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Two people use computers in the Philadelphia Public Library Philadelphia Public Library, 2017, according to Tribune News Service. 

In today’s digital world, it has never been easier for the common person to access information. The internet can be used for staying up to date on current events, as well as learning more about subjects that you may not know about.

However, we are still human. Taking things at face value is never the best idea, especially when the internet provides everyone with the means to investigate personally.

While the internet provides a great opportunity for the spread of information, the danger that comes with it is in its ability to possibly spread misinformation. It is incredibly easy to lie on the internet, as well as twisting facts and figures to suit personal arguments.

As primary season begins to near its end, it is more important than ever to look into the things you read on social media. It’s easy to read a headline and make a rash judgement of the subject material, something I myself have been guilty of.

The problem there is that often headlines online are designed as clickbait, with the intention of getting as many views on the article as possible. It is simply part of the business model, as more views means more ad revenue.

What this means is that by just reading a headline and moving on, the reader doesn’t get the whole story. In fact, I have noticed that many online news sites write headlines that are either so vague that they don’t convey the meaning of the article, or outright contradict the main points.

It is absolutely worth your time to read the whole thing before formulating an opinion, not just the headline. Not only can you better form an argument by having all the information, but it can allow for more civil discourse to occur rather than outright fighting.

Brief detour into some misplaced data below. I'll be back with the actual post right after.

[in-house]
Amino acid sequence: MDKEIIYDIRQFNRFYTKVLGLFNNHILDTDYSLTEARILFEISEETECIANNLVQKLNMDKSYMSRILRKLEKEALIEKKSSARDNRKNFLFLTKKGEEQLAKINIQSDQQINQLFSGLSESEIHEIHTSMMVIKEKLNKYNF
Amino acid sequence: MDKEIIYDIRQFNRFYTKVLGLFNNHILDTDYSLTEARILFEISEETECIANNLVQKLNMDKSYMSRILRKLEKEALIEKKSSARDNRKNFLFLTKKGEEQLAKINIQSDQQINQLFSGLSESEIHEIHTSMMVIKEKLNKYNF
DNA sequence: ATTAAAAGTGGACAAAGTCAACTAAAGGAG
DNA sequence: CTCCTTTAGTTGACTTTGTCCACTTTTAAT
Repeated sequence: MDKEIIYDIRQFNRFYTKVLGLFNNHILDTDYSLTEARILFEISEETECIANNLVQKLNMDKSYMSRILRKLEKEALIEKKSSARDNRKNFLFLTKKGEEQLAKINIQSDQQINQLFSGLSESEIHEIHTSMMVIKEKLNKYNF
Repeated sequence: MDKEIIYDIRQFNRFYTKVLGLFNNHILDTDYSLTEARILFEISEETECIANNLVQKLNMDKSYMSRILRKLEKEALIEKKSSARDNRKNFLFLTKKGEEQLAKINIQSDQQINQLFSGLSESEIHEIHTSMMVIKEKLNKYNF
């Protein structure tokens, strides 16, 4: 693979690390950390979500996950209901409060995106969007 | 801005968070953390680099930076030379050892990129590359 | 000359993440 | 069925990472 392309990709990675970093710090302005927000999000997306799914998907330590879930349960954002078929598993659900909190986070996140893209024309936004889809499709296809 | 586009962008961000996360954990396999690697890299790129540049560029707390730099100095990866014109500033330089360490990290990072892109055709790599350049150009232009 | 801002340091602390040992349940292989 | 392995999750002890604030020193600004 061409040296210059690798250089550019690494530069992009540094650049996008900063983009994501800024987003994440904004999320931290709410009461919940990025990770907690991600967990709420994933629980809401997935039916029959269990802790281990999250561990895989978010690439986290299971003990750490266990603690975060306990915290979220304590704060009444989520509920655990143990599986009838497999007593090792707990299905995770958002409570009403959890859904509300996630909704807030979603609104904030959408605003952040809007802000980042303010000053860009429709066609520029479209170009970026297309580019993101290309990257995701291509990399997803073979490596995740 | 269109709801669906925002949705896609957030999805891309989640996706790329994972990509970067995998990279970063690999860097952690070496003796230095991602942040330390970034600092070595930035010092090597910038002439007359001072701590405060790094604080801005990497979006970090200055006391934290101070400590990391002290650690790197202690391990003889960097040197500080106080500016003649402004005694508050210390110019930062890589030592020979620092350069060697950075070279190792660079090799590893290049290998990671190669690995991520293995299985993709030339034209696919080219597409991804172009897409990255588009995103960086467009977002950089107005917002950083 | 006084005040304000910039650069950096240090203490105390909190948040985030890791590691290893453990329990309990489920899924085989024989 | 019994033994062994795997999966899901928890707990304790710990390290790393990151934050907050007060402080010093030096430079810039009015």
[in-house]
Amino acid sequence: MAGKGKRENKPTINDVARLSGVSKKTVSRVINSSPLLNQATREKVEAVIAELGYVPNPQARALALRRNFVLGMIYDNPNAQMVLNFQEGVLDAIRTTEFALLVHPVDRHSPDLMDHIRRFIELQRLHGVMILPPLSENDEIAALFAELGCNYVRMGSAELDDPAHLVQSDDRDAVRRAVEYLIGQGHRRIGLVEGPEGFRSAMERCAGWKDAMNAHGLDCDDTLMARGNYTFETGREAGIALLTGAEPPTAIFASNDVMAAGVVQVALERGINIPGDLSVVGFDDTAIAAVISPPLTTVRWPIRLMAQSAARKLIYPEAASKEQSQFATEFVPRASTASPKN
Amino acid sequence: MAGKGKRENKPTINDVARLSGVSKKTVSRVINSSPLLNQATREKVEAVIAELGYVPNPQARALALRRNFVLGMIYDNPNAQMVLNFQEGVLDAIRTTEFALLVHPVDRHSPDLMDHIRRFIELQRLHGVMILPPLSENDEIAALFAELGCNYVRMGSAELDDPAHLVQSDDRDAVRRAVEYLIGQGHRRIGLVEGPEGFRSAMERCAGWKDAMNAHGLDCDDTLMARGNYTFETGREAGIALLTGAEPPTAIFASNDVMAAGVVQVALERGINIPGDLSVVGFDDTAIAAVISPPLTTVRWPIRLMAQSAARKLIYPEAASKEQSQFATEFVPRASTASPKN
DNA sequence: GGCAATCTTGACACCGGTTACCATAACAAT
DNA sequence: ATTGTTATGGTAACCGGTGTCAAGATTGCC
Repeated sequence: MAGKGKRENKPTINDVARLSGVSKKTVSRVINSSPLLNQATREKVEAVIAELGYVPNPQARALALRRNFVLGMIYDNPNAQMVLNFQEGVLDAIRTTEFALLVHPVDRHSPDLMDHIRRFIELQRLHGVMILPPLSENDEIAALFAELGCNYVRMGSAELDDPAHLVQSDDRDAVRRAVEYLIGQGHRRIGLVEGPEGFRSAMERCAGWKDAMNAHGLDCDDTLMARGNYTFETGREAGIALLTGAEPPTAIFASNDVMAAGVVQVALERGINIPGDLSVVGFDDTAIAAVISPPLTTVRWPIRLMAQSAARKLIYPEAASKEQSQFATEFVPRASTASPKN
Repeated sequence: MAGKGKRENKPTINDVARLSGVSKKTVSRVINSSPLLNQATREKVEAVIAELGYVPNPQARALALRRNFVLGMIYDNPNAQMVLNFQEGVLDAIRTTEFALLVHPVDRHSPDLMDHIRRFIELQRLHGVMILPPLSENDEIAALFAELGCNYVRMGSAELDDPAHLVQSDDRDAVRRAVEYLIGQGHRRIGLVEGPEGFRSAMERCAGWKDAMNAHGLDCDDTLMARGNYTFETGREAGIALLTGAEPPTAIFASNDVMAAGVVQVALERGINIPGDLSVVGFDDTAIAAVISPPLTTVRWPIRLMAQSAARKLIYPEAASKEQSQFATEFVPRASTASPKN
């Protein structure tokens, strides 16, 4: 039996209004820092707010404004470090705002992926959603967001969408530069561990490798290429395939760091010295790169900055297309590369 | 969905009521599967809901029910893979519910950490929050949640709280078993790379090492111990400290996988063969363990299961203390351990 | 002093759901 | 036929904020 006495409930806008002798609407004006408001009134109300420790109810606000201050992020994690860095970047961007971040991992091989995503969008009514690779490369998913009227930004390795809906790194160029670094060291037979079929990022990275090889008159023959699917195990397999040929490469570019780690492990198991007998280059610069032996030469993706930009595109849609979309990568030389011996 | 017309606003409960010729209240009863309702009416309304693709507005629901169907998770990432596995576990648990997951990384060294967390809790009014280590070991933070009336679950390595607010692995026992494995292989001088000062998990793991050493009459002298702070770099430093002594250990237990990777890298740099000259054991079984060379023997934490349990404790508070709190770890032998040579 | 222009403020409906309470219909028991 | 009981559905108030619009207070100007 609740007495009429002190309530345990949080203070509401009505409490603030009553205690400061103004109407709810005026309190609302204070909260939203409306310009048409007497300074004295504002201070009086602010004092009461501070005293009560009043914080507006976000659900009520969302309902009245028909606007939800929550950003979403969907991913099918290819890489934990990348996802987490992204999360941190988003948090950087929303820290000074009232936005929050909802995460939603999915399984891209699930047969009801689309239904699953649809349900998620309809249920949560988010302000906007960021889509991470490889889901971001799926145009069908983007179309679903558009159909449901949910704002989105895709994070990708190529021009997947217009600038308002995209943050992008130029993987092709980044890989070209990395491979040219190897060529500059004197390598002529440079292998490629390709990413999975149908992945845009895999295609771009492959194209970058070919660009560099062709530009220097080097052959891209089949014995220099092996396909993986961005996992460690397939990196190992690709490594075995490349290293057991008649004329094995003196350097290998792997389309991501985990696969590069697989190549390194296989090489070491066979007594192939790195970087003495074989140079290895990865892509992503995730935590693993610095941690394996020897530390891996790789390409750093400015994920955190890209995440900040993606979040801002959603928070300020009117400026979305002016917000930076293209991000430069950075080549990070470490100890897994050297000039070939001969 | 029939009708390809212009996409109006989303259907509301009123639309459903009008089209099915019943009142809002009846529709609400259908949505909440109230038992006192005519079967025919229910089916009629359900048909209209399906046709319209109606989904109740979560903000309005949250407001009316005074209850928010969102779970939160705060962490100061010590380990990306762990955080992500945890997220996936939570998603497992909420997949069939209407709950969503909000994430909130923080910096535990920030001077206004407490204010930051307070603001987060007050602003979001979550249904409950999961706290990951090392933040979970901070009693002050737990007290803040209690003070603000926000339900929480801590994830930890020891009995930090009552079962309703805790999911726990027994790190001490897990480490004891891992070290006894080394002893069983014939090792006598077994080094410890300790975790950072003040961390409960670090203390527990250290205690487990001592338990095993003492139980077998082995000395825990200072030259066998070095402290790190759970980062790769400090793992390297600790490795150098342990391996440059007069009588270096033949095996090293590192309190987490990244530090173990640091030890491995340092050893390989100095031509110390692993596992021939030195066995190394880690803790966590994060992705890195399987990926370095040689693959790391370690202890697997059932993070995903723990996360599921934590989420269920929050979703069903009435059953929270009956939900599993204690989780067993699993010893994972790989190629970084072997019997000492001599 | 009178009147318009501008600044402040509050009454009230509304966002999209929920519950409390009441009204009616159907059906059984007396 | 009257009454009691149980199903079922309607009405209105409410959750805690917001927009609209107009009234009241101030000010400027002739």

On top of all this, it’s imperative to take all social media posts with a grain of salt. The easiest way for misinformation to spread is through lies of omission instead of full-on lies. If someone doesn’t have all of the facts themselves and uses a social media platform to talk about something, it can not only hurt their own credibility but also that of whatever they were talking about.

This is especially true for politics. Everyone has a candidate they support, and everyone has candidates they absolutely do not support. Everyone talks about the political field on social media, to the point where half my Twitter feed is filled with talk about the primaries.

The problem is that social media does not require citation of sources. Sure, your point looks better if you link an article where you got it from, or if you are quote tweeting something from an official account, but since it isn’t a requirement there’s no limit to what can be said.

In order to be an informed voter, everyone needs to pay close attention to where they are getting information from. Don’t trust something you see on the internet just because someone you like said it; look into it yourself.

If no source is listed, confirm whatever it is you are reading on other sites. Chances are, if you see it in multiple different places (especially reputable news outlets), then it is probably true.

Living in a digital world brings its ups and downs, but you can absolutely protect yourself from misinformation if you are willing to do the work. Don’t dismiss something as “fake news” at face value; with a small amount of research, the truth can easily be found. Sometimes it is as simple as reading beyond just a headline.

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